Allen On Travel

A 30 year veteran of world travel (but knows nil about Orlando-area attractions), Will Allen III writes about his weekly odysseys by air on business and how the airlines rob him--and you--of time, the most precious commodity on earth. Time: It's all we have, and the airlines routinely take it from us. This blog challenges the airlines to keep their basic promises.

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Location: Raleigh, North Carolina, United States

Born 1948 in Kinston, NC and raised there in beautiful eastern North Carolina, I now live in Raleigh and commute around the country and the world.

Thursday, July 09, 2009

Hertz red Mustang convertible with my son at the wheel in Indiana, 6/20/09

Big Steam Locomotives Are Hard To Find! (And How Can So Many Things Happen On a Weekend Trip Trying to See One?)

Part 2 of 3

Continuing the story of our trip (my son and I) to North Judson, Indiana, via Chicago, please read Part 1 below to get the context. We were just about to take off from Raleigh/Durham Airport for our nonstop flight on American Airlines in First Class to Chicago O'Hare:

Service en route was excellent, with a very filling breakfast served--not bad for an 8:35 AM departure, I thought. The flight was about 5 minutes late by the time we hit the O'Hare tarmac, and storm clouds threatened off to the north and west. By the time we had reached the "H" concourse, lightning had begun to strike. Literally adjacent to the gate, our flight was ordered to halt as ground staff took safe cover.

And there we sat for more than two hours as an incessant series of fierce thunderstorms flew over the field. My son, and most people on the plane, were tortured by our close proximity to freedom. We idled on the pad within a few feet of the jetway, helpless to do anything, and stewed in our seats. I was very glad we had both eaten a hearty breakfast and had plenty of fluids. Nothing was served to anyone during the long period of entrapment.

Finally off the aircraft, my son and I almost ran to the exit and then waited 15 minutes for a Hertz bus. Meanwhile, I counted five Avis buses and three National/Alamo buses go by, and even a couple of Budget buses. By the time the long yellow Hertz bus pulled up, we had enough customers waiting for it to fill it completely.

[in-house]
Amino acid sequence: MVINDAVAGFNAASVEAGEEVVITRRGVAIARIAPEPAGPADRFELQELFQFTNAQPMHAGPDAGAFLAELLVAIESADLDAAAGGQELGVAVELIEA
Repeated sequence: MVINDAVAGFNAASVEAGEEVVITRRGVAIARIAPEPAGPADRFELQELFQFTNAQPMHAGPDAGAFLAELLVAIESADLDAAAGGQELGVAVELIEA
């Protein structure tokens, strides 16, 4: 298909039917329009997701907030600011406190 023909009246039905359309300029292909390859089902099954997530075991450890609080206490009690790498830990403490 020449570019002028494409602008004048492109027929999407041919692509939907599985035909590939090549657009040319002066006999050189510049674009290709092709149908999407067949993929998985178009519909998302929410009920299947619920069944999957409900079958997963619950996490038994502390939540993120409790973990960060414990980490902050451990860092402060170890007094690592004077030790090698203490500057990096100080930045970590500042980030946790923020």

At the Hertz canopy I looked for my name on the board and ran for our car in the pouring rain as yet another storm dropped a motherload of rain. As I opend the door, my heart sank: the stale smell of smoke permeated the interior.

Luggage and my son in tow, I made a beeline for the Hertz Number One Club Gold counter where I waited patiently for another ten minutes. The very kind and competent agent apologized profusely for the smoky vehicle and asked if I preferred anything.

As I pondered her question, I heard my son--remember, age ten--say loudly, "A RED MUSTANG CONVERTIBLE, PLEASE!" Somewhat startled, the Hertz agent and I both looked down at him. "Please, Dad?" he pleaded.

"Do you HAVE a Mustang convertible, and how much extra would it cost?" I asked the agent.

"Yeah, they have one, and it's RED, Dad!" my son exclaimed. "I saw it right down there." He pointed to a line of cars nearby.

The agent raised her eyebrows, smiled, checked her computer, and announced that, yes, it was indeed there and available because the renter had not picked it up (no doubt delayed as we were due to the rain). It would cost an extra $10/day, a deal she gave us because of my inconvenience with the smoky car.

Naturally, I took it, and within minutes we were exiting the Hertz lot in a fiery red Mustang convertible in a deluge of rain that Noah could have identified with.

It was a short drive back to the center of O'Hare to the Hilton O'Hare Hotel where I'd made reservations. My plan was simple: Park the car at the hotel Friday morning and leave it until Saturday morning; take the Blue Line CTA train to the Loop and show my son a bit of downtown Chicago that afternoon; return again on the CTA train to O'Hare; spend the night at the Hilton; leave very early Saturday morning in our red Mustang convertible for a pleasant drive to northwestern Indiana (North Judson); ride behind the steam locomotive for a few hours; drive back to Chicago late Saturday afternoon; return the car to Hertz; take the Hertz shuttle back to the airport; walk across to the Hilton for our second night; and, finally, walk back to American Airlines Sunday morning for our return flight to Raleigh.

Basically we followed the plan, and it worked. With a few flaws mainly at the Hilton O'Hare. But that's a story I'll save for next week's post. Look for it in Part 3 of this steam locomotive saga!


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